Born in 2000, the Seattle Women's Jazz Orchestra has a thoroughly professional, bold, glossy, and swinging sound derived from the '50s Basie book and subsequent big show bands. Alto saxophonist Barbara Hubers-Drake co-founded the not-for-profit corporation, and trombonist Carolyn Caster is its current executive director, while composer-trumpeter-educator-music publisher Daniel Barry is musical director. The 16-piece ensemble is mostly drawn from the Pacific Northwest's flourishing corps of full- and part-time female instrumentalists, with lead trumpeter Dennis Haldane and drummer Scott Fry here proving that guys can play jazz, too.
The SWJO can't be described as cutting edge. Its repertoire -- recorded in concert at Seattle's Jazz Alley, the Tacoma Jazz Festival, and the XIII Festival Jazz in Lima, Peru -- comprises such staples as "Peanut Vendor" (arranged by Dick Vance, circa 1939), Gershwin's "A Foggy Day," and "Fly Me to the Moon," (arranged by Sammy Nestico in the late '60s). But straightahead cohesion has its satisfactions. All 11 tracks of Dreamcatcher present the power of flashy fanfares and pleasures inherent in well-tempered section work.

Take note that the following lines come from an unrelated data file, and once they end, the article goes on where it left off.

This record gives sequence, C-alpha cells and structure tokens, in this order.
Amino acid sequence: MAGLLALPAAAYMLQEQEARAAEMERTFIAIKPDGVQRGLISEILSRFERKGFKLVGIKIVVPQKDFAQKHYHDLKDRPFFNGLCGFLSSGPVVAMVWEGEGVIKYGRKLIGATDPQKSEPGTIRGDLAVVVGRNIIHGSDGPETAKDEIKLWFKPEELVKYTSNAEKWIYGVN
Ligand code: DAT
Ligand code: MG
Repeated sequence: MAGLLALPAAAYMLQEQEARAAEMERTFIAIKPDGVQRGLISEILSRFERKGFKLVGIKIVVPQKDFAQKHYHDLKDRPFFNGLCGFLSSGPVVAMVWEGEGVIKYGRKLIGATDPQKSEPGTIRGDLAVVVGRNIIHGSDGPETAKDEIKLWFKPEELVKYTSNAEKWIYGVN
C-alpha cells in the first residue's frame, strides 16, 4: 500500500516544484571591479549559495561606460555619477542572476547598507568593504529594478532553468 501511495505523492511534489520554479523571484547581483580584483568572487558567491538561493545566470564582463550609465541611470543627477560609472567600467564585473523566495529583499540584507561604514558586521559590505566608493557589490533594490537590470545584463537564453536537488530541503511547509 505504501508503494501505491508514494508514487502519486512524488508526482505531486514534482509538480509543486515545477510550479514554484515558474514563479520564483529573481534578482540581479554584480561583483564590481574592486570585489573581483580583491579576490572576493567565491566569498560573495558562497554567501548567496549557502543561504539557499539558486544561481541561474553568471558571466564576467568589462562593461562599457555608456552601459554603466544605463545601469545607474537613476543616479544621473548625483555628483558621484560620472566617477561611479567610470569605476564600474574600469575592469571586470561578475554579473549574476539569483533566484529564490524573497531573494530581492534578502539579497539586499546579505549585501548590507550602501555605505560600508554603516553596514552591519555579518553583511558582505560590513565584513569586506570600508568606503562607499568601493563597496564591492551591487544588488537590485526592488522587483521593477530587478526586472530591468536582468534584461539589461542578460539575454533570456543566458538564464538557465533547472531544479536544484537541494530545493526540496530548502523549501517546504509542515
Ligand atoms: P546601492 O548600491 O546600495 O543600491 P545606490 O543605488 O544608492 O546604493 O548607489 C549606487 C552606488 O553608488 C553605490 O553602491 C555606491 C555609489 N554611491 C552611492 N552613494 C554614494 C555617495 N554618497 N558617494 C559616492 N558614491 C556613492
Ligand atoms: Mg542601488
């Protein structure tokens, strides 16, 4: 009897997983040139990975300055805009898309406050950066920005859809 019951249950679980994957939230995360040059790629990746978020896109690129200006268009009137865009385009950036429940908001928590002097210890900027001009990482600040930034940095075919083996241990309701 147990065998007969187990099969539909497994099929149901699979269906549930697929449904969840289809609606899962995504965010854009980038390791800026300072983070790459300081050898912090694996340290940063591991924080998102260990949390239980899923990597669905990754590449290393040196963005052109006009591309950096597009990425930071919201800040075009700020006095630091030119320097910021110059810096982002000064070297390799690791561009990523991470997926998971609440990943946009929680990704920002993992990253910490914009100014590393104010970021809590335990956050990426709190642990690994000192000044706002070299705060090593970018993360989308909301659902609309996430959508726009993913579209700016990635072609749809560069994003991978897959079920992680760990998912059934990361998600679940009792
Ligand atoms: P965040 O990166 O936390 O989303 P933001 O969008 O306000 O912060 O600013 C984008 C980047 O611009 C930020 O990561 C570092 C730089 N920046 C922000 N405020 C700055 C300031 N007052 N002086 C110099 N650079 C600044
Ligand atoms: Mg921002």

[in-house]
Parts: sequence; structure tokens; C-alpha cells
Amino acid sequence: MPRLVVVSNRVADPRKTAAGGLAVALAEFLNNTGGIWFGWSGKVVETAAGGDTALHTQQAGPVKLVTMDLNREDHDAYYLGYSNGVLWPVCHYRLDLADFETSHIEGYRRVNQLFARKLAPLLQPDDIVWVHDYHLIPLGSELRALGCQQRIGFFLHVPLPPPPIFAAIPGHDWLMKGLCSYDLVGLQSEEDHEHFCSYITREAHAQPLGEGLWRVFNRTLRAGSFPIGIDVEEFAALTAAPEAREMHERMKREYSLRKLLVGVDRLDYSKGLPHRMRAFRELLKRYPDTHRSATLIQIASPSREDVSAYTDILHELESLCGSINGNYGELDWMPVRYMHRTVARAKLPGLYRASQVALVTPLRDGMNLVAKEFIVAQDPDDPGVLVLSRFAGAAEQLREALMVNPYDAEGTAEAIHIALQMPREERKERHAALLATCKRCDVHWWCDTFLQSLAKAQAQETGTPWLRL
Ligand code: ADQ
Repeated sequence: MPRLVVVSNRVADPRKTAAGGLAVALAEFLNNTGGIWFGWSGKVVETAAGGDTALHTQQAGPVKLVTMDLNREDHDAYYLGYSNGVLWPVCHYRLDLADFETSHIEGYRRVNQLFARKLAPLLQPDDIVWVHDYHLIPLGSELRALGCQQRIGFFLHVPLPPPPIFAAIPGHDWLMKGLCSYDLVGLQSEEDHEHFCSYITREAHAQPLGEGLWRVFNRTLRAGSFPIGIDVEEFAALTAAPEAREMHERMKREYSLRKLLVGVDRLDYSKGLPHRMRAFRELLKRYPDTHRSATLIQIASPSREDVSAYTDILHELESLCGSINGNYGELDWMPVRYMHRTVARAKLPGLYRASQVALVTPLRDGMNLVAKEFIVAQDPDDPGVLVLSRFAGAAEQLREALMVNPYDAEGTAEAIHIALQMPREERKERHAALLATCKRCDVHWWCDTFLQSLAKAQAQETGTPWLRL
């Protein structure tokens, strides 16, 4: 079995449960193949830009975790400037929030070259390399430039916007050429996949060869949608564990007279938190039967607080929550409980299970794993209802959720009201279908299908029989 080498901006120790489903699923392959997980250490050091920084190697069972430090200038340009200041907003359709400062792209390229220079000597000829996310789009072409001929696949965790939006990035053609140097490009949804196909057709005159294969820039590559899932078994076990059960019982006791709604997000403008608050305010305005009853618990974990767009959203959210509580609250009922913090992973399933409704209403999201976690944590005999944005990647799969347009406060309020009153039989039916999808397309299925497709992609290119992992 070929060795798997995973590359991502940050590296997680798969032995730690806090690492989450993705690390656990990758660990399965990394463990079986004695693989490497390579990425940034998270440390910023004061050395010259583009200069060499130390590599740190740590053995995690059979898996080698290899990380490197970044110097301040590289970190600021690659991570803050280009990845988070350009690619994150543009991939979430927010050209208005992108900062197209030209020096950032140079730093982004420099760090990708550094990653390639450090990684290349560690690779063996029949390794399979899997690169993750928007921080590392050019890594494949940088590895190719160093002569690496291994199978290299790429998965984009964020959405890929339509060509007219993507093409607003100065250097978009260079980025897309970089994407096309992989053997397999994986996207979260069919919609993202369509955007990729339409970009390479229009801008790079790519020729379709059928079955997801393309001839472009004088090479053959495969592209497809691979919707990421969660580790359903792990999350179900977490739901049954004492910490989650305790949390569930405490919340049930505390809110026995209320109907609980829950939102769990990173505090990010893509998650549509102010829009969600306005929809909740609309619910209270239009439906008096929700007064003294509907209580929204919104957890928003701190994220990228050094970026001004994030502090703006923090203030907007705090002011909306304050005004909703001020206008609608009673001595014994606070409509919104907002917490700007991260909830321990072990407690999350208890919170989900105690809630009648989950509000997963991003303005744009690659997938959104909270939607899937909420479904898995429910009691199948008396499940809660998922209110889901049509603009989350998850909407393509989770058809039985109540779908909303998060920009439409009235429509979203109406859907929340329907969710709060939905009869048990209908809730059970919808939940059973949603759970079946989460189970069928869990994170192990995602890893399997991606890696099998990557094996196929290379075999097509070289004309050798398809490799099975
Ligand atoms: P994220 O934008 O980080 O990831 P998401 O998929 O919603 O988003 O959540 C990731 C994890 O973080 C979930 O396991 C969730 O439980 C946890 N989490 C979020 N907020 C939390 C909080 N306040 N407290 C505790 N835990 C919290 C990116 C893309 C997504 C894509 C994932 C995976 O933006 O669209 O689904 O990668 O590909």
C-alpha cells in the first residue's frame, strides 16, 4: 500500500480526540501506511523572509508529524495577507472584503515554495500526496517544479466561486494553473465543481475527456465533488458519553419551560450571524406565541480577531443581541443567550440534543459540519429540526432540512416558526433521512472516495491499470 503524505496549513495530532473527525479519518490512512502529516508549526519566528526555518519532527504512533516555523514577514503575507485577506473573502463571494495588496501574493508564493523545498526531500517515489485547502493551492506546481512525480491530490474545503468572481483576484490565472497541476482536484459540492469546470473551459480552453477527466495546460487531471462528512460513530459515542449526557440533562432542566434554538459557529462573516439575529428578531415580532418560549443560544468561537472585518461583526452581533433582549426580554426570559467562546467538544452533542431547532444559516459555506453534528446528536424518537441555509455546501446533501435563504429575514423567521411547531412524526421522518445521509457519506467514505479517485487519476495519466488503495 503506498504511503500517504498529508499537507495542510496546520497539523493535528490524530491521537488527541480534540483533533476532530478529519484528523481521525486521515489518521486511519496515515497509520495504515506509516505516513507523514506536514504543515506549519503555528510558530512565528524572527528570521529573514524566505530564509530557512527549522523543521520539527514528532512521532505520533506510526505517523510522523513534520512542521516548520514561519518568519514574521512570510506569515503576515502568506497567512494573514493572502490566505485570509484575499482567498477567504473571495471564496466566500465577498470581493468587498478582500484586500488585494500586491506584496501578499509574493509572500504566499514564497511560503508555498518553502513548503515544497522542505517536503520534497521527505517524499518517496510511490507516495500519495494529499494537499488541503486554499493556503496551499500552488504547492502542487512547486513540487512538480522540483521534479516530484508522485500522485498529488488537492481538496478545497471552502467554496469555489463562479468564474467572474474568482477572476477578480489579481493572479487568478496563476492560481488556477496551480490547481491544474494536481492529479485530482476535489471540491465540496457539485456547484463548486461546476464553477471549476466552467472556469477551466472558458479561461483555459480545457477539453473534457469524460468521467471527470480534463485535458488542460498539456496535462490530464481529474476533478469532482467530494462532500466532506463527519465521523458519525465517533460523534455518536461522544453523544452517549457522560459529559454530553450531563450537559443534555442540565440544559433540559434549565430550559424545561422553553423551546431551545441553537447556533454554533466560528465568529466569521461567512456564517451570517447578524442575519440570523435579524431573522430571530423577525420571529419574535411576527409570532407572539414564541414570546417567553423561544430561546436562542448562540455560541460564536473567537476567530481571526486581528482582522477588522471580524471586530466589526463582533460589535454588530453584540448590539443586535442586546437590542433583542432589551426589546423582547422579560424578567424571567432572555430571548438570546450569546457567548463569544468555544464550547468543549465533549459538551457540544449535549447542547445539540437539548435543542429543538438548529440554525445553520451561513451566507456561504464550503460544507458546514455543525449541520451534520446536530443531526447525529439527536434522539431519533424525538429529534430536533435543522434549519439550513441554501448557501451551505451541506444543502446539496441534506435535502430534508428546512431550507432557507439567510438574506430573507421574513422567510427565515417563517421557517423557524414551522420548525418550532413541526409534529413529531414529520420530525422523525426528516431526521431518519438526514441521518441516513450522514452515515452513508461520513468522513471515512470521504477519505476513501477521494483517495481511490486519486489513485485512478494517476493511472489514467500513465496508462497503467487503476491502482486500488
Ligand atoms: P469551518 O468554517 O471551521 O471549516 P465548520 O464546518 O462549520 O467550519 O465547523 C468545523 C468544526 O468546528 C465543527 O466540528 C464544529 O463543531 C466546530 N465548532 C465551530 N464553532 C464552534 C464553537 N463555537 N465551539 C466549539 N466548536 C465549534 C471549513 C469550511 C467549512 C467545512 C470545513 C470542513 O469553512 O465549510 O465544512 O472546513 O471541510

Guest tenor saxophonist Sue Orfield solos on three pieces, including Johnny Griffin's "63rd Street Theme," ably embodying bluesy modernism, and guest Susan Pascal's vibes add a beguiling texture under and after Orfield on Daniel Barry's "Nisqually Riff." Orchestra pianist Ann Reynolds shows an ease with jazz's Latin tinge on Chico O'Farill's "Pura EmociŪn," Barry's "The Hiding Place" and "Two to Tango," as well as a nice touch at middling tempos. Vocalist Greta Matassa credibly delivers the lyrics of Bobby Darin's "As Long As I'm Singing" and "Fly Me," although on her scat chorus on the latter, her rhythm seems to slightly drag.
Assuming that the release of this debut album establishes the SWJO as a fixture on its local scene, now's the time to risk even more passion and originality.